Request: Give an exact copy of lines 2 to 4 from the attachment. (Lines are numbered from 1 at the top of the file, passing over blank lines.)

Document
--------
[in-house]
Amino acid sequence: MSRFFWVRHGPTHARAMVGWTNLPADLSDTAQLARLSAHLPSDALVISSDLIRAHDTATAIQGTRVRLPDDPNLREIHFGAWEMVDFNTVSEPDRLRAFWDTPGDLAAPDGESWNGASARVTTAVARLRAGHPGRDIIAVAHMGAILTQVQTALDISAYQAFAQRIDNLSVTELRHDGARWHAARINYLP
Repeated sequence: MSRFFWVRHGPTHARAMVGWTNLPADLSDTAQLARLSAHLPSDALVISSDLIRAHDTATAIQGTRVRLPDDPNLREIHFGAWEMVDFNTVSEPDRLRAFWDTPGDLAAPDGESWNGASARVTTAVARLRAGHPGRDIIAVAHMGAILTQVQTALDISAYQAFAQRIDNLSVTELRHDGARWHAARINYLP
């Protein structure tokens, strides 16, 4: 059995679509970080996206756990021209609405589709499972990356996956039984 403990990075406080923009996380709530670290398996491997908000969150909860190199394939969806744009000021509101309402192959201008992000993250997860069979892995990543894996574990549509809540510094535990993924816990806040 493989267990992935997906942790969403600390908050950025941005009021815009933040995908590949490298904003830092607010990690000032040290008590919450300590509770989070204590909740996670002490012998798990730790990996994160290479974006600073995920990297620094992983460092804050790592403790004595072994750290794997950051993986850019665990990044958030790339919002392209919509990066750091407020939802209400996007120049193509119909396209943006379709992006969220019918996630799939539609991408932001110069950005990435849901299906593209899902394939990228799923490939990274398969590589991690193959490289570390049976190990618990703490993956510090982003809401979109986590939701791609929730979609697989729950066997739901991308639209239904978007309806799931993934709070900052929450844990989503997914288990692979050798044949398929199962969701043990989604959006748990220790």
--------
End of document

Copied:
Amino acid sequence: MSRFFWVRHGPTHARAMVGWTNLPADLSDTAQLARLSAHLPSDALVISSDLIRAHDTATAIQGTRVRLPDDPNLREIHFGAWEMVDFNTVSEPDRLRAFWDTPGDLAAPDGESWNGASARVTTAVARLRAGHPGRDIIAVAHMGAILTQVQTALDISAYQAFAQRIDNLSVTELRHDGARWHAARINYLP
Repeated sequence: MSRFFWVRHGPTHARAMVGWTNLPADLSDTAQLARLSAHLPSDALVISSDLIRAHDTATAIQGTRVRLPDDPNLREIHFGAWEMVDFNTVSEPDRLRAFWDTPGDLAAPDGESWNGASARVTTAVARLRAGHPGRDIIAVAHMGAILTQVQTALDISAYQAFAQRIDNLSVTELRHDGARWHAARINYLP
């Protein structure tokens, strides 16, 4: 059995679509970080996206756990021209609405589709499972990356996956039984 403990990075406080923009996380709530670290398996491997908000969150909860190199394939969806744009000021509101309402192959201008992000993250997860069979892995990543894996574990549509809540510094535990993924816990806040 493989267990992935997906942790969403600390908050950025941005009021815009933040995908590949490298904003830092607010990690000032040290008590919450300590509770989070204590909740996670002490012998798990730790990996994160290479974006600073995920990297620094992983460092804050790592403790004595072994750290794997950051993986850019665990990044958030790339919002392209919509990066750091407020939802209400996007120049193509119909396209943006379709992006969220019918996630799939539609991408932001110069950005990435849901299906593209899902394939990228799923490939990274398969590589991690193959490289570390049976190990618990703490993956510090982003809401979109986590939701791609929730979609697989729950066997739901991308639209239904978007309806799931993934709070900052929450844990989503997914288990692979050798044949398929199962969701043990989604959006748990220790």